Like a lot of kids during cold and flu season, our grandchildren have been trained for good health and good manners: Cover your mouth when you cough and say bless you when someone sneezes. Earlier in the day, one sneezed and another one said, “Hey! Don’t bless on me!”
Three of the grandkids are spending the night. Their mother is putting them down, and I have been summoned to tell a bedtime story. The baby is already asleep, another is on the verge of sleep, and the third apparently has been downing espresso on the sly.
The conversation between the very awake toddler and her rapidly fading mother turns to germs.
“Grandma is going to tell you a story, because Mommy doesn’t feel well.”
“What’s wrong, Mommy?” the 3-year-old asks.
“I have a virus,” Mommy says, getting up to leave.
“What’s a virus?”
“A virus is caused by a germ.”
“What’s the germ’s name, Mommy?”
Mommy sits back down. “I don’t know.”
“But, Mommy, what’s the germ’s name?”
“It’s probably rhinovirus. All right? Mommy’s going to leave now.” Mommy gets up again.
“But wait, Mommy. Where is the germ?”
“It’s in my mouth.”
“How did it get there?”
“I don’t know. Germs just travel this time of year.”
“Oh. What’s the germ’s name?”
“Oh. I can’t say that.”
“It’s a hard word to pronounce,” says Mommy, who has inched her way to the door.
“And it’s in your mouth?”
“Yes, it’s in my mouth.”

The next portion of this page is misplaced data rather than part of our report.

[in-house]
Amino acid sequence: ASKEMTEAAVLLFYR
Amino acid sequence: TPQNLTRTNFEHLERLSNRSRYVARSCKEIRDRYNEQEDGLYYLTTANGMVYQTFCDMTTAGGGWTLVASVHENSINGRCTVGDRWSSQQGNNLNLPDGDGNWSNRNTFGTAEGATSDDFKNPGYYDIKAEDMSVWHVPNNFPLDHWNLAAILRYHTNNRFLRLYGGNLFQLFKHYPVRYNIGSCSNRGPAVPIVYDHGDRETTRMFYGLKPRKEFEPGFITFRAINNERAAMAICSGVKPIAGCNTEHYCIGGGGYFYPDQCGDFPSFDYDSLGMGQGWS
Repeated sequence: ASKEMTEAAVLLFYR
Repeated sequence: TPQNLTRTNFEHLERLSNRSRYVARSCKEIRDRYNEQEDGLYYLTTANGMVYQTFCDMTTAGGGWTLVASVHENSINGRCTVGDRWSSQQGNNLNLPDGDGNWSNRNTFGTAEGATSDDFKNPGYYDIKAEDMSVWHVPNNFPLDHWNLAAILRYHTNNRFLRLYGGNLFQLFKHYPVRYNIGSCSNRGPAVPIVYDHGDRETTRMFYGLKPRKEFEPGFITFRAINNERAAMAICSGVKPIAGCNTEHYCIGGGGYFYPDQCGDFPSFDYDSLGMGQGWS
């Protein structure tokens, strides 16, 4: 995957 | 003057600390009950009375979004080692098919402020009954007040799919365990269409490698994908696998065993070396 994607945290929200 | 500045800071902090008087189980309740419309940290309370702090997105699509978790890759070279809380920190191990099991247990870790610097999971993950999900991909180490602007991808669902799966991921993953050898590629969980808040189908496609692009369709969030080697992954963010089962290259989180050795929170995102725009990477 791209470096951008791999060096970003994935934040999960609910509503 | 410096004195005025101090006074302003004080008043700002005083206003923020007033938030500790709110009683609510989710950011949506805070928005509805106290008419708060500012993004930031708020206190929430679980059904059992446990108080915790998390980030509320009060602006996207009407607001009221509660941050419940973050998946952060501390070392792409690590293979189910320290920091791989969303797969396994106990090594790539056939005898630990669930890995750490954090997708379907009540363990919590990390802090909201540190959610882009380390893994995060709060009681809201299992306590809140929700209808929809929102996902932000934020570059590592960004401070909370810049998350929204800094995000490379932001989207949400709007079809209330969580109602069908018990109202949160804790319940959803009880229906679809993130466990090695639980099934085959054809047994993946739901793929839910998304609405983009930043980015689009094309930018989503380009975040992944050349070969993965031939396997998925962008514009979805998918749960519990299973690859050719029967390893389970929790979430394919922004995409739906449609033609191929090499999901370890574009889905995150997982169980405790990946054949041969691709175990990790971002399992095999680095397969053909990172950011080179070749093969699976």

Mommy leaves the room. I begin telling a story about a heavy snowfall and a full moon. It is a captivating story, if I may say so myself, and yet I am interrupted.
“Mommy has a germ.”
“I know. And on the most crooked branch of the tree sat a very round and puffy owl.”
“What’s its name?”
“What’s what name? The owl or the germ?”
“Mommy’s germ. What’s the name?”
“I think it was supercalifragilisticexpialidocious.”
“I don’t think that was it, Grandma.”
“Maybe not. I don’t remember the germ’s name.”
“It’s hard to say, Grandma.”
“Yes, I know. The owl had yellow eyes, pointed ears and a hook nose.”
“Mommy has a germ. The germ has a name. The germ is in her mouth.”
“Yes, that’s why she has a sore throat and doesn’t feel well.”
“Do I have a germ in my mouth?” She opens her mouth wide.
“No, all you have in your mouth is your teeth and your tongue.”
“Oh. That’s good,” she says with a yawn. “Good night, Grandma.”
Lori Borgman is the author of “My Memory is Shot, All I Retain Now is Water.” Contact her at firstname.lastname@example.org.